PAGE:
heroine work together, rather than have them at odds for most of the book, or
when the hero excludes the heroine to protect her “for her own good”. You often
have the hero and heroine work together in your books. What makes you create
these kinds of partnerships in your books? Who are some of your favorite couples
Stephanie Laurens: Naming favorites is next to impossible
because I genuinely like something about most/all the couples I’ve written
about. As for the partnerships angle – and yes, that’s true – that’s an outcome
of the heroines not being passive. If they’re active players in whatever the
plot is, then unless the hero wants to be left behind, a partnership is pretty
much guaranteed. And a partnership is also extremely useful for having them
experience and appreciate each other’s strengths and weaknesses – learning to
work together is a prelude to the partnership of marriage.
Miranda Owen: In THE DESIGNS OF LORD RANDOLPH CAVANAUGH, you created one
character who could’ve turned into a villain but ended up going the other way.
When you created the character, did you always know whether you’d have him as a
good guy or a bad guy? Do you enjoy writing complicated characters like Malcolm
Stephanie Laurens: I have to admit that I enjoy occasionally
working with characters who are shades of gray rather than black and white.
Black and white is fairly straightforward while shades of gray characters are
more challenging to pull off, and therefore more satisfying.
Miranda Owen: What kind of research did you have to do for the technical
info in this story?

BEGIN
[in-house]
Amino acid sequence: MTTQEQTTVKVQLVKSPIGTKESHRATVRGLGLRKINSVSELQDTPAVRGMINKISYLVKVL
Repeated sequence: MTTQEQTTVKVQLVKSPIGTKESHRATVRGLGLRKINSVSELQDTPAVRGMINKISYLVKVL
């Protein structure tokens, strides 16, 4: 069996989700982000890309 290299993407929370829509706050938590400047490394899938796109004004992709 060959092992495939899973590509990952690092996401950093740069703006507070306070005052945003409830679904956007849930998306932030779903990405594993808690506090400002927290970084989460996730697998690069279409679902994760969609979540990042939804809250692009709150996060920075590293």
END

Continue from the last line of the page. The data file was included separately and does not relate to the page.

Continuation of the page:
Stephanie Laurens: Quite a lot. I was surprised to learn how
advanced the proto-types for steam cars were in that period (1840s), but that
because of the politics of rail and toll-roads, the subsequent development of
the early endeavors was suppressed in England. There was also a certain amount
of research necessary for the settings, for instance in the journey to
Birmingham and in Birmingham.
Miranda Owen: What are you currently working on? Will we see characters
from THE DESIGNS OF LORD CAVANAUGH in future books?
Stephanie Laurens: As it happens, I’m currently working on the
second book in THE CAVANAUGHS, which follows on from the end of THE DESIGNS OF
LORD RANDOLPH CAVANAUGH, and is the tale of the romance between Rand’s brother,
Kit, and the lady who believes he will never measure up to the fantasy version
of Lord Kit Cavanaugh she’s carried in her head ever since seeing him across a
crowded ballroom during her London Season. That book is scheduled for release in
The first romances New York Times
ever read were those of Georgette Heyer, and
romances set in Regency England continue to be her favorites.
After escaping from the dry world of professional science,
Stephanie took up writing such romances for her own pleasure.</ p>
Now residing in a leafy bayside suburb of Melbourne,
Australia, Stephanie divides her free time between her husband,
two teenage daughters and an affable idiot of a hound. She
also enjoys gardening and needlework.